Politics and fashion make odd, mostly hypocritical, bedfellows. Having a T-shirt with Chairman Mao’s face on it is cool, even though he was arguably responsible for the deaths of 70 million people. But to do the same with Hitler is sick. And the Kate Moss of politics, the figure who is still at the top of his game despite years of controversy, is Fidel Castro. Yes, he may have overseen an estimated 12,000 executions and the incarceration, torture and political “re-education” of thousands of homo-sexuals, Jehovah’s Witnesses and dissidents BUT he’s got a beard and a snappy military outfit and he hates Americans.
So if it’s cool to like the Castro regime, but it’s also cool for ordinary, oppressed people to challenge seemingly entrenched leaders via the blogosphere, then what are we to think when the two clash? Castro sympathisers may want to reconsider their support for the old rogue when they see how a man of the people deals with a particularly effective voice of the people.
But the burden of the blogs has actually fallen upon Raúl, Fidel’s brother, a previous Minister of the Revolutionary Armed Forces (among other titles), who took over the presidency of Cuba from his ailing brother in February 2008. In his acceptance speech, Raúl hinted that “within weeks” certain restrictions on Cubans’ everyday lives would be lifted, including a ban on the purchase of computers, DVD players and microwaves — there would even be the possibility of electric toasters being introduced in 2010.
As blogs began to appear, commentators claimed that Raúl was prepared to tolerate more debate than his brother did. A foreign diplomat was quoted in the Economist as saying: “I think the leadership now recognises that when it comes to the internet, the genie is out of the bottle and they have to live with it.” Generación Y, a blog written by a young woman called Yoani Sánchez about the hardships of everyday life in Cuba — of food shortages, monthly wages of £20 and restrictions on freedom that might shock those Western tourists who return from carefully managed visits to the island praising the simple joys of Cuban life — gets about one million hits a month and Sánchez was named by Time magazine as one of the world’s 100 most influential people.
If it wasn’t Raúl’s greater tolerance of debate that was paving the way for freedom of expression via blogs, then maybe it was a simple case of old-fashioned technophobia: of an ageing leadership (Fidel and Raúl are 83 and 78 respectively) failing to understand the new technology and the way it allows people to express themselves without government regulation. As Sánchez herself said: “This breath of fresh air has dishevelled the hair of bureaucrats and censors. Anyone with a bit of computer skills knows how to get around them.”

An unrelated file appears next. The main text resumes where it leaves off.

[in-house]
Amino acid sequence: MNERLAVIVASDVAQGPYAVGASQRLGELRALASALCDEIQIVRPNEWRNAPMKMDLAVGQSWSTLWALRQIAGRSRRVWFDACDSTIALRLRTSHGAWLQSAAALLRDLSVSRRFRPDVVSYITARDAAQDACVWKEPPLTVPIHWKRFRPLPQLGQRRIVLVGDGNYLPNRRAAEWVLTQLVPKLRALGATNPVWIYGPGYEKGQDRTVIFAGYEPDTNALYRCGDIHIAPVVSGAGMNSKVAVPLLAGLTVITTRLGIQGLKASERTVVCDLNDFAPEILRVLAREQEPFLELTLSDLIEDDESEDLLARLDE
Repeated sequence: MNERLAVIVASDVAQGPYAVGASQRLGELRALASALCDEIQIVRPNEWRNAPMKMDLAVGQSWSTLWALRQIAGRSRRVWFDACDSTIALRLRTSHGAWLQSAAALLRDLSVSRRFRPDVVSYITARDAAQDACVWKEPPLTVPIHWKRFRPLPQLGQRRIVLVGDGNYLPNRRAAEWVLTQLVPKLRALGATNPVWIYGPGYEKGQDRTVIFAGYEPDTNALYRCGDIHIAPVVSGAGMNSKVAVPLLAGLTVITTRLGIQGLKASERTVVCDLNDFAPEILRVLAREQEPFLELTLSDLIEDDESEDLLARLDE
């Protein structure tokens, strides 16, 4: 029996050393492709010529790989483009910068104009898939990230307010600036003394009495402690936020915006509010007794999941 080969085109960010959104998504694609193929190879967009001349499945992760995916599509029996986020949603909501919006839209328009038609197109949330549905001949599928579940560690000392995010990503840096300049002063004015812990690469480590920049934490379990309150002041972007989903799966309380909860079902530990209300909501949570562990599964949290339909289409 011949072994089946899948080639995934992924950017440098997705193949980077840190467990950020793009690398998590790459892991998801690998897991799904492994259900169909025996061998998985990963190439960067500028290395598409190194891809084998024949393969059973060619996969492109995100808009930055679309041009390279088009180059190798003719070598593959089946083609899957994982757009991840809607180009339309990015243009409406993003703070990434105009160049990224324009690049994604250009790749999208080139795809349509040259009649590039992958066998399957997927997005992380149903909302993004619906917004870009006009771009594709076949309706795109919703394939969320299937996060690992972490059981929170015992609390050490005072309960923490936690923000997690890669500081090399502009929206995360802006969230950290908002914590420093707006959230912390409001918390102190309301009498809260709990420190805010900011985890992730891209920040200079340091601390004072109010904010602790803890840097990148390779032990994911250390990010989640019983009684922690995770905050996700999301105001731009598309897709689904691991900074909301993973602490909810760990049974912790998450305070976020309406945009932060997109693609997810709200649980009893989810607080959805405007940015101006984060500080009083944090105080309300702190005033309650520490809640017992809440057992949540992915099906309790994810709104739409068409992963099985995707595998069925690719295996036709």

So when the Cuban leadership decided to block access to Generación Y in March 2008, Sánchez was able to continue by using an indirect route. “There is no censorship that can stop people who are determined to access the internet,” she said.
Unfortunately governments, no matter how out of touch or threatened they are by new ways to oppose their rule, can always resort to a final form of censorship: violence. Last November, Sánchez was forced into an unmarked car, beaten, threatened and dumped on the street. A Human Rights Watch report published in the same month claimed that Cuban repression, far from ceasing under Raúl, had actually increased. He has become creative with the criminal code, among other things, extending a law which allows the state to punish people before they commit a crime if they seem likely to do so.
Sánchez, who continues to blog, found herself again in the limelight recently when President Obama responded to a list of questions submitted by her, saying that he would not rule out a visit to Cuba but was not interested “in talking for the sake of talking”.
Brave dissidents like Sánchez will continue to blog until they are physically forced to stop. They may have a greater audience now that the US has lifted a block on the Cubans having an underwater fibre-optic cable from the United States, which should allow more Cubans to get online (fewer than two per cent have internet access at the moment). But a Twitter revolution still seems like a distant prospect.